US troop withdrawal and impact on Afghans

Reduction in external aid; depleting political & diplomatic interests; and increasing involvement of other countries

Samra Athar Kakakhel July 11, 2021
The writer is a social and political analyst

With the withdrawal of American and Nato troops from Afghanistan nearing completion, the looming question is: how will the exit of the foreign forces impact Afghanistan?

Well, it’s no revelation that the pullout of the United States of America, the world’s sole superpower, will be felt very deeply by all in Afghanistan. Three of the after-effects are particularly alarming for Afghanistan. They include: a reduction in external aid; depleting political and diplomatic interest of the world powers; and increasing indirect involvement of other countries in the region which would mean a rise in proxy war.

Firstly, Afghanistan’s ground power is a combo of money and troops. Over the years, the US has spent approximately $144 billion in Afghanistan on “relief and rebuilding”. An overwhelming portion of this staggering amount has gone towards infrastructure development, setting up of new security institutions, and support for Afghan forces. Apart from this, Washington has also spent more than $35 billion on state funding.

A discontinuation of US aid to Afghanistan, or even a cut, in the wake of the US withdrawal would be difficult for the Afghans to swallow. State institutions in the war-torn country remain heavily dependent on external aid. This does not seem to change even if the Taliban take over the reins of the country.

Reportedly, Afghans are already concerned that the military drawdown would mean a reduction in the US aid for Afghanistan. They have experienced a similar situation in 2014 when a majority of the US-led Nato forces had departed the country. A massive cut in aid would be significant in the context of public welfare programmes related to health, education, local governance, etc — something that would have a serious impact on the lives of common Afghan people.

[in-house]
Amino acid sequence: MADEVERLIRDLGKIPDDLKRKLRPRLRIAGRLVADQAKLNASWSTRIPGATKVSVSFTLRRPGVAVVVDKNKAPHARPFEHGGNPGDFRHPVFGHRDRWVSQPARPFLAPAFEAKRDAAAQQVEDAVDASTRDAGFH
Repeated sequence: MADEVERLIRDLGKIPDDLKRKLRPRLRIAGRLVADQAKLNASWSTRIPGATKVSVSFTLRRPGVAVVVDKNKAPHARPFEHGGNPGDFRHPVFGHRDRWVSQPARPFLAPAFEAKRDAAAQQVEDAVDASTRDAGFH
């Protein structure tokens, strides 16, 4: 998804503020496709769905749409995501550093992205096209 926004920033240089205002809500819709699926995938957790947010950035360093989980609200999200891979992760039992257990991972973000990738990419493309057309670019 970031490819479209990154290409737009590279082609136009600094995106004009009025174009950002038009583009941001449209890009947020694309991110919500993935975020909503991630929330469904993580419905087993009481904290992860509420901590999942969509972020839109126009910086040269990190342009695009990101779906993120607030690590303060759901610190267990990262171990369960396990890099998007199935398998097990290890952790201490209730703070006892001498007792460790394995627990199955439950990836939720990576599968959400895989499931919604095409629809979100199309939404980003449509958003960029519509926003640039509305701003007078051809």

The long-entrenched patronage system in Afghanistan has now become a key tool for managing (read buying) loyalties of elite power brokers, strong ethnic outfits, and local interest groups. It goes without saying that the political status quo cannot be managed without money. Therefore, an absence of external aid will damage this patronage system, whereby the anti-Taliban forces will be affected more than the others. The consequences of all this could lead to fights over control of the remaining resources.

Secondly, the US troop withdrawal is highly likely to fracture political and diplomatic commitment by the US and other NATO member states to support a settlement between the Taliban and other stakeholders, including the government in Kabul.

Third, the pullout will set a stage for an Afghan regional war. Pakistan, India, Iran, China, Russia, and the Gulf Arab states may all indulge in a military conflict through their proxies in Afghanistan. The absence of American assistance will hinder the political process. Taliban and their opponents may increase attacks on each other, with the civilians, mostly those opposing Taliban, bearing the brunt more in the form of bloodshed. No Afghan government would be able to handle this civil war situation. The exit of the US forces from Afghanistan would provide an avenue for extremists.

The withdrawal of international forces in Afghanistan is sure to cause an upheaval that would be too difficult to handle.

Published in The Express Tribune, July 11th, 2021.

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